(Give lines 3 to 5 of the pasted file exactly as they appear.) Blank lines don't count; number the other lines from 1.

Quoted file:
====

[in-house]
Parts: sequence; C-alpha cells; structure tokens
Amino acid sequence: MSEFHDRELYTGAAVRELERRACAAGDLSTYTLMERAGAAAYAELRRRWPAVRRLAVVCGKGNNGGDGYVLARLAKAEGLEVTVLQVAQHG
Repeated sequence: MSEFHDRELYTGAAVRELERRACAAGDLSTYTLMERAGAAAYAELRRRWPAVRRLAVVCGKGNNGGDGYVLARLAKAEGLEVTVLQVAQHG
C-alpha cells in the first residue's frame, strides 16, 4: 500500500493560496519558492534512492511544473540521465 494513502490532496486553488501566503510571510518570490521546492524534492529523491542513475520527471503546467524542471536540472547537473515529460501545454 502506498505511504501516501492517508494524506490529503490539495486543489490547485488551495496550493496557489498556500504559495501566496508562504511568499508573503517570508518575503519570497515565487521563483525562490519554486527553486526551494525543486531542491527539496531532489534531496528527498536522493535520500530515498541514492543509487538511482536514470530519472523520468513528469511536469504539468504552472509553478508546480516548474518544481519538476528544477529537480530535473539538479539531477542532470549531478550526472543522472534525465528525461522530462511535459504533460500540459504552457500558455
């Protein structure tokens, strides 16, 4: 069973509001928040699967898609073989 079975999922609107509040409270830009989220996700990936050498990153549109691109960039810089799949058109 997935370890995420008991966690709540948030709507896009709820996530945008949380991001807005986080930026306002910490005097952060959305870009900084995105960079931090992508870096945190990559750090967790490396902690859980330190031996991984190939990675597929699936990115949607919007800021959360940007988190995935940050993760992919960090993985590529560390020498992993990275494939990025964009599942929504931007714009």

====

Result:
Amino acid sequence: MSEFHDRELYTGAAVRELERRACAAGDLSTYTLMERAGAAAYAELRRRWPAVRRLAVVCGKGNNGGDGYVLARLAKAEGLEVTVLQVAQHG
Repeated sequence: MSEFHDRELYTGAAVRELERRACAAGDLSTYTLMERAGAAAYAELRRRWPAVRRLAVVCGKGNNGGDGYVLARLAKAEGLEVTVLQVAQHG
C-alpha cells in the first residue's frame, strides 16, 4: 500500500493560496519558492534512492511544473540521465 494513502490532496486553488501566503510571510518570490521546492524534492529523491542513475520527471503546467524542471536540472547537473515529460501545454 502506498505511504501516501492517508494524506490529503490539495486543489490547485488551495496550493496557489498556500504559495501566496508562504511568499508573503517570508518575503519570497515565487521563483525562490519554486527553486526551494525543486531542491527539496531532489534531496528527498536522493535520500530515498541514492543509487538511482536514470530519472523520468513528469511536469504539468504552472509553478508546480516548474518544481519538476528544477529537480530535473539538479539531477542532470549531478550526472543522472534525465528525461522530462511535459504533460500540459504552457500558455